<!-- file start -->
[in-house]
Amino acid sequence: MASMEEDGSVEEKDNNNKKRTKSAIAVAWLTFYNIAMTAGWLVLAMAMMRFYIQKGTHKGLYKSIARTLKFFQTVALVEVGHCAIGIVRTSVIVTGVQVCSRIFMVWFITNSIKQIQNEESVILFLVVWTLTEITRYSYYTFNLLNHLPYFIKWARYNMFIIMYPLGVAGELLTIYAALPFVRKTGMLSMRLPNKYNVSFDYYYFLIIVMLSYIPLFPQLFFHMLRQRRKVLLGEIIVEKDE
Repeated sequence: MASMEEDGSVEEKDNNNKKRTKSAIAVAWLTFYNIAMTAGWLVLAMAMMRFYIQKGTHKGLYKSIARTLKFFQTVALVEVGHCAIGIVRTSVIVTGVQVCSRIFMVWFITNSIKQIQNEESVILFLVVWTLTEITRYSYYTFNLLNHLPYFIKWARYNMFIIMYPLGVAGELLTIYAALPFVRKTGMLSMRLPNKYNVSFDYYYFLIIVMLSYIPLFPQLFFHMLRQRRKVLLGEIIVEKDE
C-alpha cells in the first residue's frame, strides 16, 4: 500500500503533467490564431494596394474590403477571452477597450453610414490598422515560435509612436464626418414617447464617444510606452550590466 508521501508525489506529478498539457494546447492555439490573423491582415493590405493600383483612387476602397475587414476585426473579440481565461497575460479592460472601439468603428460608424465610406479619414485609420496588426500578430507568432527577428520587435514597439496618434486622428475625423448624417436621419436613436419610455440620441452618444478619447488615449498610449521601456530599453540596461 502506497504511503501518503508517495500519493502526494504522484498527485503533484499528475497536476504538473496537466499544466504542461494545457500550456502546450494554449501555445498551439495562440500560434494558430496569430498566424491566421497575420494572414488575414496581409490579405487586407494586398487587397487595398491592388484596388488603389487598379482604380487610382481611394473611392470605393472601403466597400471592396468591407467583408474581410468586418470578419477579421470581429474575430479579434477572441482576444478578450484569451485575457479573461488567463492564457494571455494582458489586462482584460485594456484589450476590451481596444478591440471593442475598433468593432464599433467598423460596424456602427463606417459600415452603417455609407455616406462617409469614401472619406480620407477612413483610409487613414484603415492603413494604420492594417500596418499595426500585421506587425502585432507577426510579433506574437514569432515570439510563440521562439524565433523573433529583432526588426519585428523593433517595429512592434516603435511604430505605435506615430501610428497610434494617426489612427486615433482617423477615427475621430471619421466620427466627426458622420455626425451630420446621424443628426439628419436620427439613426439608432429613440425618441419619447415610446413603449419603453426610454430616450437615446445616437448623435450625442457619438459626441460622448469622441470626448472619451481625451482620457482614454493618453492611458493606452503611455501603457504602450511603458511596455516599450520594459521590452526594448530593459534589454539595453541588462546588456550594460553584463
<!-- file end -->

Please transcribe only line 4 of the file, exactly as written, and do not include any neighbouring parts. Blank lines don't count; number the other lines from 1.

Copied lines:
C-alpha cells in the first residue's frame, strides 16, 4: 500500500503533467490564431494596394474590403477571452477597450453610414490598422515560435509612436464626418414617447464617444510606452550590466 508521501508525489506529478498539457494546447492555439490573423491582415493590405493600383483612387476602397475587414476585426473579440481565461497575460479592460472601439468603428460608424465610406479619414485609420496588426500578430507568432527577428520587435514597439496618434486622428475625423448624417436621419436613436419610455440620441452618444478619447488615449498610449521601456530599453540596461 502506497504511503501518503508517495500519493502526494504522484498527485503533484499528475497536476504538473496537466499544466504542461494545457500550456502546450494554449501555445498551439495562440500560434494558430496569430498566424491566421497575420494572414488575414496581409490579405487586407494586398487587397487595398491592388484596388488603389487598379482604380487610382481611394473611392470605393472601403466597400471592396468591407467583408474581410468586418470578419477579421470581429474575430479579434477572441482576444478578450484569451485575457479573461488567463492564457494571455494582458489586462482584460485594456484589450476590451481596444478591440471593442475598433468593432464599433467598423460596424456602427463606417459600415452603417455609407455616406462617409469614401472619406480620407477612413483610409487613414484603415492603413494604420492594417500596418499595426500585421506587425502585432507577426510579433506574437514569432515570439510563440521562439524565433523573433529583432526588426519585428523593433517595429512592434516603435511604430505605435506615430501610428497610434494617426489612427486615433482617423477615427475621430471619421466620427466627426458622420455626425451630420446621424443628426439628419436620427439613426439608432429613440425618441419619447415610446413603449419603453426610454430616450437615446445616437448623435450625442457619438459626441460622448469622441470626448472619451481625451482620457482614454493618453492611458493606452503611455501603457504602450511603458511596455516599450520594459521590452526594448530593459534589454539595453541588462546588456550594460553584463